La Trobe University has ranked second in the world for its growing contribution to good health and wellbeing in the latest Times Higher Education Impact Rankings.
The rankings, now in their second year, scored 766 higher education institutions in each of the United Nation’s 17 Sustainable Development Goals.
Professor Meg Morris, Director of the Academic Research Collaborative in Health (ARCH), explains why La Trobe is a world leader in biomedical, clinical, public health and health service research initiatives.
Outstanding academics. La Trobe has an outstanding cohort of health and social care academics who specialise in multidisciplinary research with translational outcomes. “The University has co-funded chairs based in hospitals and health services, allowing academics to work directly with our partners on a daily basis,” says Morris. “And our reach is significant. Our campuses at Bendigo, Mildura, Shepparton and Albury Wodonga have strong collaborative partnerships and research strength in rural, regional and remote communities. Our Rural Health School is the largest of its kind in Australia.” The result? A world-class contribution that transforms health and wellbeing and has a real impact on people’s lives.
Research centres. La Trobe boasts multiple health-focused research centres. The Living with Disability Research Centre co-partners with people to improve health, wellbeing and quality of life. The La Trobe Centre for Sport and Exercise Medicine Research develops targeted physical activities and exercise therapy to improve human movement. The Australian Research Centre in Sex, Health and Society is a leader in research on sex and sexuality. The Olga Tennison Autism Research Centre advances knowledge, education and policies on autism spectrum disorders. The Judith Lumley Centre explores issues of major public health importance for parents and infants, across different cultures, geographical regions and age groups. Discoveries by the Centre for Alcohol Policy Research inform the development of evidence-based policy in Australia and internationally. And the Centre for Research Excellence in Aphasia Rehabilitation and Recovery specialises in rehabilitation to enable people with neurological conditions to live well. “Examples such as these show that La Trobe is exceptional at responding to the community’s need for more information and evidence in key health areas. We co-partner with stakeholders to ensure that the knowledge that we produce quickly reaches end-users,” says Morris.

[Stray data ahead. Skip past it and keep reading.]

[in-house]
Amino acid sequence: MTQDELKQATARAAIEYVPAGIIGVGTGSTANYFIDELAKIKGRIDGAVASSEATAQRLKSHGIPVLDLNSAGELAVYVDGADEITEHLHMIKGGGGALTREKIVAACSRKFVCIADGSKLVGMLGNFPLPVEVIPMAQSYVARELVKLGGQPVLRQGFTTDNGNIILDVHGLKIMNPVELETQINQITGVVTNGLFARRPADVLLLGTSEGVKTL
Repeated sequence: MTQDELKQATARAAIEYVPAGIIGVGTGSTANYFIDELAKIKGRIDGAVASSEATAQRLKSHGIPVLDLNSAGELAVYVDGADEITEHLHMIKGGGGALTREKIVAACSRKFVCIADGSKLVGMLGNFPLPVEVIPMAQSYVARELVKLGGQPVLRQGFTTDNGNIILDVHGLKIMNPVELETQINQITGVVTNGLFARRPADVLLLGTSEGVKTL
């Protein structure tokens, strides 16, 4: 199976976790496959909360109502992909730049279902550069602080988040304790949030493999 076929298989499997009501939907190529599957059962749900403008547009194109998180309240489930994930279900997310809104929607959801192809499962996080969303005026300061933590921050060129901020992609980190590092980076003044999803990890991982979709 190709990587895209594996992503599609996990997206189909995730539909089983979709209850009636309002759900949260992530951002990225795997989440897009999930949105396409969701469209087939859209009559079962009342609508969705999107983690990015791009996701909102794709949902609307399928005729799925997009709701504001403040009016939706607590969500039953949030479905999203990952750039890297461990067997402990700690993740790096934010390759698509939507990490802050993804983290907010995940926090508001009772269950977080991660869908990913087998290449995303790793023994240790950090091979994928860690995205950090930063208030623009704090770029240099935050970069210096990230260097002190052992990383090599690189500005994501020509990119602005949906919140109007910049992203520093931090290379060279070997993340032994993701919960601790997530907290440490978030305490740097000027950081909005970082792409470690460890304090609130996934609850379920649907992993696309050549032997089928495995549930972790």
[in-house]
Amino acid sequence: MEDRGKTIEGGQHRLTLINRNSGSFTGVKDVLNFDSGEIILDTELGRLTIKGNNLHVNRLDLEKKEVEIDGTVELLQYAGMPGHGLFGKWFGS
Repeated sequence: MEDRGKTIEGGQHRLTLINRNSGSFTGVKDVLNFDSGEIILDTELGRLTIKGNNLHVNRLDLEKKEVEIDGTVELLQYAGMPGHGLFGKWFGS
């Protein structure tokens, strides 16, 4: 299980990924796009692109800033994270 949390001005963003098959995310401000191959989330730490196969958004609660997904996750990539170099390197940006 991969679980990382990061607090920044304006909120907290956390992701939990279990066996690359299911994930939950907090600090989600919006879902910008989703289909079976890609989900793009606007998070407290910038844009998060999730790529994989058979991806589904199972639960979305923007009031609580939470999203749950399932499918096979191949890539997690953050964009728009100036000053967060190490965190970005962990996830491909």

Institutes. La Trobe conducts biomedical, clinical and health services research through the La Trobe Institute for Molecular Science (LIMS) and affiliated Olivia Newton-John Cancer Research Institute (ONJCRI). The ONJCRI undertake collaborative research and joint training of medical researchers with La Trobe to improve health outcomes for patients with cancer. LIMS researchers work closely with the ONJCRI to move their molecular discoveries from the lab bench to the bedside.
Indigenous health. La Trobe is committed to research and education in indigenous health. “The Bouverie Centre is a great example of leadership in this space,” explains Morris. “It combines clinical family therapy, model development, academic teaching, qualitative and quantitative research, workforce development and community education, to advance knowledge, health and social justice.” SHE College researchers are also working on a range of transformative projects. Dr Catherine Chamberlain is leading a world-first program to support Aboriginal and Torres Strait Islander parents experiencing complex trauma. Dr Mishel McMahon is examining First Nations principles of parenting. And Dr Mary Whiteside, Dr Sarah MacLean and Kathleen Maltzahn are working with Mallee District Aboriginal Services to embed the Family Wellbeing Program into staff training and client services.
ARCH. La Trobe University’s College of Science, Health and Engineering established the ARCH, a partnership with nine leading Victorian healthcare providers. It brings together researchers, clinicians, healthcare professionals, managers and policy makers skilled in the translation of interdisciplinary research. Future leaders have access to specialist mentoring pathways, while placements offer students valuable experience at the clinical interface. “The ARCH is about partnerships that deliver better care to Australians,” says Morris. “Our model promotes close ties between research, education, training, clinical practice and consumer engagement. The end result is high-quality, science-led care with major impact to the lives of Australians.”
Monash Partners. La Trobe is an affiliate member of Monash Partners Academic Health Science Centre, a multi-disciplinary partnership that connects researchers, clinicians and the community to improve the health and wellbeing of 3.5 million Victorians. As well as research collaborations, mentoring and research training, it also provides pathways to reach consumers, community partners, clinicians, health services, policy makers, researchers and thought leaders.
MACH. La Trobe is an affiliate member of the Melbourne Academic Centre for Health (MACH). One of nine National Health and Medical Research Council-accredited research translation centres in Australia, MACH takes targeted, evidence-based research findings and quickly turns them into healthcare practice. La Trobe joins 19 hospitals and medical research institutes in the partnership, providing representation on subcommittees, as well as offering workshops for clinicians and researchers.
“These are just some examples that demonstrate the breadth and excellence of La Trobe University’s inter-disciplinary, translational research,” says Professor Morris. “They highlight our strong commitment to co-producing our work with consumers and healthcare partners, from initial ideas, all the way through to the fast delivery of new therapies that improve health and wellbeing.”